Market targeting is the second stage in the Segmentation, Targeting & Positioning, or STP process.
It is at this point where you will use the research and data you have collected during your segmentation activities to evaluate the commercial attractiveness of your chosen segments.
Effective market targeting will allow you to develop content and products that best serve your chosen audience and personalize experiences to suit their needs.
There are 4 market targeting strategies that you can use to assess your chosen market; the strategy you choose depends upon whether you wish to target narrow or mass segments.
This targeting strategy is the most narrow approach that you can adopt. A micro-market targeting campaign will aim to target a small group within a niche market. To use this technique, you must identify your hyper-targeted market by a key characteristic such as job title, age or geography.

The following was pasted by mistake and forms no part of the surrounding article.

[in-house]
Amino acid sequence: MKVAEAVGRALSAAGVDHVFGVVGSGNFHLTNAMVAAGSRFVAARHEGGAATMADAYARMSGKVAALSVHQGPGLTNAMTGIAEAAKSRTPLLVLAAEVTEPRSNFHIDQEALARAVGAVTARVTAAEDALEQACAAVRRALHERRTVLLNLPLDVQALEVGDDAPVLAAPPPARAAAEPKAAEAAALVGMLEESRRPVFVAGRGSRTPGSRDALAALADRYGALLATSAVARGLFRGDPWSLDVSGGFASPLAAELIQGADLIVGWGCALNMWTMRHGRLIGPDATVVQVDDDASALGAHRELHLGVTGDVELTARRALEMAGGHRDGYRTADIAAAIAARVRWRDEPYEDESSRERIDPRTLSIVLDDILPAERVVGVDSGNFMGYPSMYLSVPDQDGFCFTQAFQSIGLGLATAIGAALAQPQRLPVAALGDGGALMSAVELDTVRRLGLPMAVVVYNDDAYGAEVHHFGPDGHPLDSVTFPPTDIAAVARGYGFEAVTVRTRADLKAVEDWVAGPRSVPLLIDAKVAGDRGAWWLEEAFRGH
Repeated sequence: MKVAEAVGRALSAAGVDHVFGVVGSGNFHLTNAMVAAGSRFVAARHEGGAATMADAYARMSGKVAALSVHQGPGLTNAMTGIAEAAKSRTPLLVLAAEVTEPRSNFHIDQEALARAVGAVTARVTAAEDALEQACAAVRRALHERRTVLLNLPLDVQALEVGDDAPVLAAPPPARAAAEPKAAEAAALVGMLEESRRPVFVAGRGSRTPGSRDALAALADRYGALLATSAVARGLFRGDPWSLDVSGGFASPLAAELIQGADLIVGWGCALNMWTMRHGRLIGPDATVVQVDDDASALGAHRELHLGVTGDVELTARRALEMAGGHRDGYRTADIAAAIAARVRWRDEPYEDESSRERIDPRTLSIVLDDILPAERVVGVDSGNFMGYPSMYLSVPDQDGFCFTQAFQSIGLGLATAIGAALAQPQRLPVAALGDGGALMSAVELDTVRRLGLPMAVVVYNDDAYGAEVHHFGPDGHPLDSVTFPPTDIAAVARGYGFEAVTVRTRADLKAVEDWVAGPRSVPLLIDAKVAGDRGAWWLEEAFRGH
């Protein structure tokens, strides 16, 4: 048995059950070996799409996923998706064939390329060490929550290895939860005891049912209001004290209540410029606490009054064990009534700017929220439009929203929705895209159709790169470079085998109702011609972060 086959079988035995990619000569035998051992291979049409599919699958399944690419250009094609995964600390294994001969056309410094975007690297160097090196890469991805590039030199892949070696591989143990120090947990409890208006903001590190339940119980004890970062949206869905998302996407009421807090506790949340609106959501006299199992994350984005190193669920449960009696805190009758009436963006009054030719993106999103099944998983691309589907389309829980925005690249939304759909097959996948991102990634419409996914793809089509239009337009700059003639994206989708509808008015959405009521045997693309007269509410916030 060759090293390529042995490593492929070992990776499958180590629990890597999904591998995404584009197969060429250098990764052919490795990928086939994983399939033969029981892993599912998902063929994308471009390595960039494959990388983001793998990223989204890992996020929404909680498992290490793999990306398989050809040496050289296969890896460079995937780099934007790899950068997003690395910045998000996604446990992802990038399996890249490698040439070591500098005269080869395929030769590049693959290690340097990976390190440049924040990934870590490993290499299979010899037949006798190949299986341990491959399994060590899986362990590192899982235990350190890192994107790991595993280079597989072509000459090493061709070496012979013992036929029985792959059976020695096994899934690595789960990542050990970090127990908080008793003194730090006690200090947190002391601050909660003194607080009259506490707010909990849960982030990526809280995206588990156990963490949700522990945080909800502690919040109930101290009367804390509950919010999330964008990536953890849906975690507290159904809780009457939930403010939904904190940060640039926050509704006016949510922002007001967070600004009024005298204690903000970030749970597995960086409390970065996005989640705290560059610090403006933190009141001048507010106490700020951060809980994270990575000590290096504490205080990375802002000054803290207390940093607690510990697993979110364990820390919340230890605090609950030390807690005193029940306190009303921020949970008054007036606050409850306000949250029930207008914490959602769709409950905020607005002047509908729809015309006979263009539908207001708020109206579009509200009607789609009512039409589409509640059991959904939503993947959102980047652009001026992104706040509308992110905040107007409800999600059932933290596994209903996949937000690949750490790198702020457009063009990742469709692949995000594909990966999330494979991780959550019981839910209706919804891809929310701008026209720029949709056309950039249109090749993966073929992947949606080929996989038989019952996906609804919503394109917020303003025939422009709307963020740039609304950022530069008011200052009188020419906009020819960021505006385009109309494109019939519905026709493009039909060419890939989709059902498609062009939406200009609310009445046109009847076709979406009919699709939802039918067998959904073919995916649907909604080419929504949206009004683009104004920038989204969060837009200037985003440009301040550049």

A niche market is a subset of a larger market with its own unique characteristics, preferences, and needs. Niche marketing targets one or more segments identified within the larger market.
Otherwise known as ‘segmented’ marketing, a differentiated approach isolates a number (usually 2 or more) primary segments that have the most potential for a return on investment for the company. Once target segments are identified, a different strategy for each segment is deployed.
Generally known as ‘mass’ marketing, undifferentiated marketing targets all consumers within the market. With undifferentiated market targeting each audience member is treated exactly the same and targeted with the same communications. It is a wholly untargeted approach.
There are benefits and drawbacks to each approach, so understanding which method is right for your brand is the most important element of the market targeting phase. Before you decide on an approach, make sure you have considered the following: